The TV shows to watch this week: From Ross Kemp to Poldark

That famous bald bonce pops up on ITV with a film about knife crime, which is definitely no laughing matter, says Sean O’Grady

Sean O'Grady
Friday 02 August 2019 13:19
It is always fascinating to see and hear the exponents of gang violence at firsthand, as Kemp does
It is always fascinating to see and hear the exponents of gang violence at firsthand, as Kemp does

Ross Kemp? I know, ridiculous. Ricky Gervais compared him to children’s TV puppet Zippy. He was married to former Sun editor Rebekah Wade who, in a curious precursor of the Boris-Carrie business, had a bit of a barney with him back in 2005. In the deathless contemporary words of the Metropolitan Police: “At 4am this morning officers attended an address in south London regarding an alleged assault. A woman was arrested for alleged assault on a man and is now in custody at a police station in south London.” Plus EastEnders.

Nowadays Kemp deserves to be taken more seriously, and has been out and about in war zones (like his bedroom used to be, apparently) at home and abroad in some groundbreaking and rather brave documentaries. This week that famous bald bonce pops up on ITV with a film about knife crime, which is definitely no laughing matter. Ross Kemp; Living with Knife Crime sees him with four young gang members discussing why it is that they carry a blade, and how, nowadays, social media can promote and escalate violence between gangs in a desperate, if pathetic, attempt to control some godforsaken patch of urban post code to sell drugs into. Even if you won’t be all that shocked at the motives behind what these young thugs get up to, each and every one of them capable of murder, and most likely destined for long prison sentences, it is always fascinating to see and hear it at firsthand, as Kemp does. There’s not much hope, to be honest, and maybe the politicians and the police would be better off not pretending otherwise.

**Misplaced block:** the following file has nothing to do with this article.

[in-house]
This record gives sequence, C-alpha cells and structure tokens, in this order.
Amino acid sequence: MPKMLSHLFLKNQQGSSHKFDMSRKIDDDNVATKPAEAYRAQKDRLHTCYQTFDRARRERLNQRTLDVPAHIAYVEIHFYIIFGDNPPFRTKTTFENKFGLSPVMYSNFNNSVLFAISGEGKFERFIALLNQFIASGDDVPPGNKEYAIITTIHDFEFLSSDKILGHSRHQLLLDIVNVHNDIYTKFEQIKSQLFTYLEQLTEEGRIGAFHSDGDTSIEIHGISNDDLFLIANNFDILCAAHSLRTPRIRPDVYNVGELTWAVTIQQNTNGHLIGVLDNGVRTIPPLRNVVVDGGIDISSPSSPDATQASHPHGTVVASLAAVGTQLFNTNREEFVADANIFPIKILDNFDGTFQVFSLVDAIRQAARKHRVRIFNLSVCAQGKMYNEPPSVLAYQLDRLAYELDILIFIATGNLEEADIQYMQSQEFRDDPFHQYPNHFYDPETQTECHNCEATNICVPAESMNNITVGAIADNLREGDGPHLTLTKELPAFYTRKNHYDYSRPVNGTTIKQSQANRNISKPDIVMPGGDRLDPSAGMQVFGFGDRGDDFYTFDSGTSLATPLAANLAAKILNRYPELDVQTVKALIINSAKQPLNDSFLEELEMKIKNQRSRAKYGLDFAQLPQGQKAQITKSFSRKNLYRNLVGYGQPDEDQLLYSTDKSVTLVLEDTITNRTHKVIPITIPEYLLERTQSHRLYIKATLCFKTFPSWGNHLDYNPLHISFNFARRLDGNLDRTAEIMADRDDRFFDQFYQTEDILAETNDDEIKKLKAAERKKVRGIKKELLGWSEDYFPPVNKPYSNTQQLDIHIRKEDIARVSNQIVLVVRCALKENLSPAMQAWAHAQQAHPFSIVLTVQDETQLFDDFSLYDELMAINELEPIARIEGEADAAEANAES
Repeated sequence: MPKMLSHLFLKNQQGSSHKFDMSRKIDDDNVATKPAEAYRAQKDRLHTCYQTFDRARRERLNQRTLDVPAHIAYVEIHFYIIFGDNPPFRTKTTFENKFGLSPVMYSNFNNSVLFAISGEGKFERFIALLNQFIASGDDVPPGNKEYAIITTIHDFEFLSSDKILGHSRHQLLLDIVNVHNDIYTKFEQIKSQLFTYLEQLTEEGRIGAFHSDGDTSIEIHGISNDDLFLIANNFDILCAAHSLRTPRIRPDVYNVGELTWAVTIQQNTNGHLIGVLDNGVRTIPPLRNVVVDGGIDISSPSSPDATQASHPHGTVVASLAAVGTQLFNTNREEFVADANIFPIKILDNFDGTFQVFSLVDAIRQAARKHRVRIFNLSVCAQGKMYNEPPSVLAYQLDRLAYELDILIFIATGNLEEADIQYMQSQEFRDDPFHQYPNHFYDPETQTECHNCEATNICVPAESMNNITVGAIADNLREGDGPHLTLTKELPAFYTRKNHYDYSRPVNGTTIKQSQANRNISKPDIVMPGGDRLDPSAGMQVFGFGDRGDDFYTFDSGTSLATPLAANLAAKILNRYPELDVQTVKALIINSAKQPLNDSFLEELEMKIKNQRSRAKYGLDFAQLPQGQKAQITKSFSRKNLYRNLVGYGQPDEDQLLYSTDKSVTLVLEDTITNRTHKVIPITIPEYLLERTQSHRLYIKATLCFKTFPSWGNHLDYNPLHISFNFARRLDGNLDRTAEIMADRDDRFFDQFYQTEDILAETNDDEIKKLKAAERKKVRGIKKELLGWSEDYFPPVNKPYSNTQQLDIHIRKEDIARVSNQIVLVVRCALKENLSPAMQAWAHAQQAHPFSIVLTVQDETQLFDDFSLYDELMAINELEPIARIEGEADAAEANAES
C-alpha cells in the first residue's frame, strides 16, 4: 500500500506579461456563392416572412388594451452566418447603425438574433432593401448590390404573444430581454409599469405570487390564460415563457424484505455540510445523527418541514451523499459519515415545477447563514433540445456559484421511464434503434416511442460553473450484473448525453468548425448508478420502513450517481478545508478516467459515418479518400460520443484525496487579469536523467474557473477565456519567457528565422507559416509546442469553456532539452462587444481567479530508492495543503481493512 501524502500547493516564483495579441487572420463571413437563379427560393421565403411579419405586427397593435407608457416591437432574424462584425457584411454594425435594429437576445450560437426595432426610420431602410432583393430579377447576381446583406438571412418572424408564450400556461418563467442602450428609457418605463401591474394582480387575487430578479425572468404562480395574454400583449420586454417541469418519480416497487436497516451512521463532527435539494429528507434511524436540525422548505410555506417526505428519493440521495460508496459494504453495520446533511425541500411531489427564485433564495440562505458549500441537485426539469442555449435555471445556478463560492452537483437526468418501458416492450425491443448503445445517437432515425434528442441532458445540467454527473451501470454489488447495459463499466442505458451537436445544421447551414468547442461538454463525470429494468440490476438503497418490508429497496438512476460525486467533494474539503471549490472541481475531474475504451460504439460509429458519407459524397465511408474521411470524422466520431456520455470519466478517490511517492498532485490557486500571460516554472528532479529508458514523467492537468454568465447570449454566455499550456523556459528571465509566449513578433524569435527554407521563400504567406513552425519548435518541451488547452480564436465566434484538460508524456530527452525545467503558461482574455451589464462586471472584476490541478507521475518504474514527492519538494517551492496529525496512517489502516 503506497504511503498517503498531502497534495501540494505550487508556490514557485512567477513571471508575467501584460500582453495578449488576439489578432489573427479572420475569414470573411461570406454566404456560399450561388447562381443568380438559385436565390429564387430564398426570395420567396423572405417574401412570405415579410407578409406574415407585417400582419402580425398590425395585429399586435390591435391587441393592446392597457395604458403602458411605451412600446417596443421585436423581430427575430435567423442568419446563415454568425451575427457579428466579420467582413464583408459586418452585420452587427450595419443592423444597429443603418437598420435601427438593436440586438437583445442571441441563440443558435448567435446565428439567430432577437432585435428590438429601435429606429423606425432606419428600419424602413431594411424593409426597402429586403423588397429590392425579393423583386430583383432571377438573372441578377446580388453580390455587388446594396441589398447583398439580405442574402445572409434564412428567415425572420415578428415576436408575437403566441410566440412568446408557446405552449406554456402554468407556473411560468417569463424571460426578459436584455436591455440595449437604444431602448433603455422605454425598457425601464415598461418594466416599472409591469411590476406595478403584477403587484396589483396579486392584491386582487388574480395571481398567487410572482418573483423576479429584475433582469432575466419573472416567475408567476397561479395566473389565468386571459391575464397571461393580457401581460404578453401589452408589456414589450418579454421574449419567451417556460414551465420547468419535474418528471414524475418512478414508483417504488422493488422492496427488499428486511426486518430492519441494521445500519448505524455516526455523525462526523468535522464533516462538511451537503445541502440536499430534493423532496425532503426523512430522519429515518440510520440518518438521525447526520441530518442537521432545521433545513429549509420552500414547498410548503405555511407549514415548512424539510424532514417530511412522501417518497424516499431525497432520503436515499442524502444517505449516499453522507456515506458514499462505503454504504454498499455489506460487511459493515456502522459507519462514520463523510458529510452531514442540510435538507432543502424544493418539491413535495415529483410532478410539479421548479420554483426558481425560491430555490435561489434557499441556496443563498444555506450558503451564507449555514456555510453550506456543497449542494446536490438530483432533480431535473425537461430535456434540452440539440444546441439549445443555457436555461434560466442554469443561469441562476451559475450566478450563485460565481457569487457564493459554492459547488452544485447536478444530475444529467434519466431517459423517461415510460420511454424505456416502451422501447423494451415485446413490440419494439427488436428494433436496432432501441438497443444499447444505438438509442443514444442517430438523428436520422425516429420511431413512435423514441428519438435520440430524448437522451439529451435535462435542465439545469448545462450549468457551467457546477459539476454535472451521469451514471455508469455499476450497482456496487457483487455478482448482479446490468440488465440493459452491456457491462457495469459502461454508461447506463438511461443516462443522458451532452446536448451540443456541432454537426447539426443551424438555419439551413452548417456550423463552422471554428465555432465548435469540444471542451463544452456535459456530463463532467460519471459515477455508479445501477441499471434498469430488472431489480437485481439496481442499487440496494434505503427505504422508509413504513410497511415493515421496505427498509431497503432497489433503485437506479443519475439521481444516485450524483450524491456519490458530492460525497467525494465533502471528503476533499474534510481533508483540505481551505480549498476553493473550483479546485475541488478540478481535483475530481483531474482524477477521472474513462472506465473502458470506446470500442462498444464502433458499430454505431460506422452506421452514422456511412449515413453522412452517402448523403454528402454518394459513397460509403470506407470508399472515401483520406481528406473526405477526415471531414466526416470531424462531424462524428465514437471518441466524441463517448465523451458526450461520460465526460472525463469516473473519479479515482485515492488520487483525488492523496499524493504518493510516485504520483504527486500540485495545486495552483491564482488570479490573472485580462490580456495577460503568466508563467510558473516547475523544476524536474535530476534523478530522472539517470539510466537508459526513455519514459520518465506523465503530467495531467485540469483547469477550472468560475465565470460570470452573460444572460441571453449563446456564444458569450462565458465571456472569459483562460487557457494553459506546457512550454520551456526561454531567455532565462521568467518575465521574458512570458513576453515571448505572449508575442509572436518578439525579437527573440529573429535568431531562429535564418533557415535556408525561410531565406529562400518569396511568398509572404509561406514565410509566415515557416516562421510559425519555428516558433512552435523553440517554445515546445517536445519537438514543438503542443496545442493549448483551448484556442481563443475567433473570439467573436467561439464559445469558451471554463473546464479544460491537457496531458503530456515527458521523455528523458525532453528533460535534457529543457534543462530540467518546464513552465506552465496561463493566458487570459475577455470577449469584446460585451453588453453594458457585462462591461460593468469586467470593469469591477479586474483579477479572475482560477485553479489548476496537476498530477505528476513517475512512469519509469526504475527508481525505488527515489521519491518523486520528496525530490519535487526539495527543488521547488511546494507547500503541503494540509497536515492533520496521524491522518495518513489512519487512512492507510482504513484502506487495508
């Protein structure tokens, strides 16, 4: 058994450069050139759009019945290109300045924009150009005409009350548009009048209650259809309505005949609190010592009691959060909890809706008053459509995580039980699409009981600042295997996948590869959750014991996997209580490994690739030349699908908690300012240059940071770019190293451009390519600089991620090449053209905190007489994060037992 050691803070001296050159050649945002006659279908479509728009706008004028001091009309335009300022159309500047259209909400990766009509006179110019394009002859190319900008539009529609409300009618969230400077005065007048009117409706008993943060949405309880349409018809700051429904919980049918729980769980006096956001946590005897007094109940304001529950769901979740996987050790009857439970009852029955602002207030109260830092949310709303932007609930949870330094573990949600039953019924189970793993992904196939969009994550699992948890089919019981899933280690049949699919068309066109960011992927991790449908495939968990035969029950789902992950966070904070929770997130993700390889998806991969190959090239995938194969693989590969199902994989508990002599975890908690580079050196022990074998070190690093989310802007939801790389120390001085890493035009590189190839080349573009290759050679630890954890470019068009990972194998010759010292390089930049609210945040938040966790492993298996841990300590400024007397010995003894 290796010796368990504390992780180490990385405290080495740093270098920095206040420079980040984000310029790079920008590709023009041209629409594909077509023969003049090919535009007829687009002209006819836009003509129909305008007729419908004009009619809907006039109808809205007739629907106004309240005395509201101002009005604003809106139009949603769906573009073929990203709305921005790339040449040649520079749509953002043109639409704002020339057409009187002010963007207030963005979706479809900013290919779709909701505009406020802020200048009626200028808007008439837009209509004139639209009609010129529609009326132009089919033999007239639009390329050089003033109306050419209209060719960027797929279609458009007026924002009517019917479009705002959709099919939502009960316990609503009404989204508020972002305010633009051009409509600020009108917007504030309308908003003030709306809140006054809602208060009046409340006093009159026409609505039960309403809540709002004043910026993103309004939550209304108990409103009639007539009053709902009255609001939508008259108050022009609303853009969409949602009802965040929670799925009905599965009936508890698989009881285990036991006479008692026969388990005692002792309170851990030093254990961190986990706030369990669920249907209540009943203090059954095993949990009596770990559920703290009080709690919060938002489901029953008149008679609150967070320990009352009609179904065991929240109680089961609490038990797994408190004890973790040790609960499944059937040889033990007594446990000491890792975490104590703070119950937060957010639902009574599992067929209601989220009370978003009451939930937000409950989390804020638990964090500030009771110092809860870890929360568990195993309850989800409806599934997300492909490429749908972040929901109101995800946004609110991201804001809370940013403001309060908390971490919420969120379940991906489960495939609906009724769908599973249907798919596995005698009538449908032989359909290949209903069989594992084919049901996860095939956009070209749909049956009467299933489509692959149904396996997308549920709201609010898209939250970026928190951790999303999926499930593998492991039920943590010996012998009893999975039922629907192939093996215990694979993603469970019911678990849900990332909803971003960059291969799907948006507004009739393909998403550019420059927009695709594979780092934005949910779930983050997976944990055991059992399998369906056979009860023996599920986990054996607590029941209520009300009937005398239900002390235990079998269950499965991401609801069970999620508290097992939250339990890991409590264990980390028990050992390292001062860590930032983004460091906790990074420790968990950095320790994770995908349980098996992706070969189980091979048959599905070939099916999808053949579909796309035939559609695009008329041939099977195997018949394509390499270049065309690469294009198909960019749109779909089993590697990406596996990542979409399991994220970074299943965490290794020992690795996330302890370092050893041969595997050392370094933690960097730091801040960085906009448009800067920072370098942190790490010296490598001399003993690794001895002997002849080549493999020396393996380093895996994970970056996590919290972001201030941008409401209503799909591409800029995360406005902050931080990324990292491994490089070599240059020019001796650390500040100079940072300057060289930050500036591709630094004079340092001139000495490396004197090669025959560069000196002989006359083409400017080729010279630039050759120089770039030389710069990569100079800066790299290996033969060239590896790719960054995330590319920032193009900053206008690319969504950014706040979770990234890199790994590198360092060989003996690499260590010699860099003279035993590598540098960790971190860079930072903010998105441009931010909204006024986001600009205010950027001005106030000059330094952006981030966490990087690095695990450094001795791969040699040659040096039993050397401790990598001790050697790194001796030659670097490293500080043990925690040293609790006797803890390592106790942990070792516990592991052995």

Sister act: Aine (Aisling Bea, left) and Shona (Sharon Horgan) trade wit and wordplay

There’s a bloke called Gavin O’Grady behind Sharon Horgan’s latest comedic vehicle, so I suppose it can’t be all bad. Like the superb Catastrophe, This Way Up is another example of the very modern hybridised comedy-drama genre, relying on wit and wordplay where once gurning and pratfalls were the fuel of choice for a situation comedy. Anyhow, it’s written by Aisling Bea, who also stars as Aine, sister to Horgan’s character Shona, and the storylines revolve around the challenges and dilemmas of life for 40-ish folk. This week; getting over a nervous breakdown. Should be good.

Matter of taste: Nadiya Hussein gets creative in the kitchen

Nadiya’s Time to Eat is not for purists, so you should be warned. You may remember Nadiya as the charming winner of Bake Off a year or two ago, and she is using her fame, and cookery skills, to persuade us to be a little more inventive in our food choices. Why not, for example, combine that great Italian staple, gnocchi, with a Thai curry sauce? Why not do so in a chicken tray bake? Plus broccoli as a side? What, after all, is the very worst that could happen? It’s a bit odd? It could be worse. The same goes for her other flights of foodie fancy, such as cheesecake croissants and brioche trifle. Sounds delicious and is surely the ultimate destination of the phenomenon of “modern British” cuisine.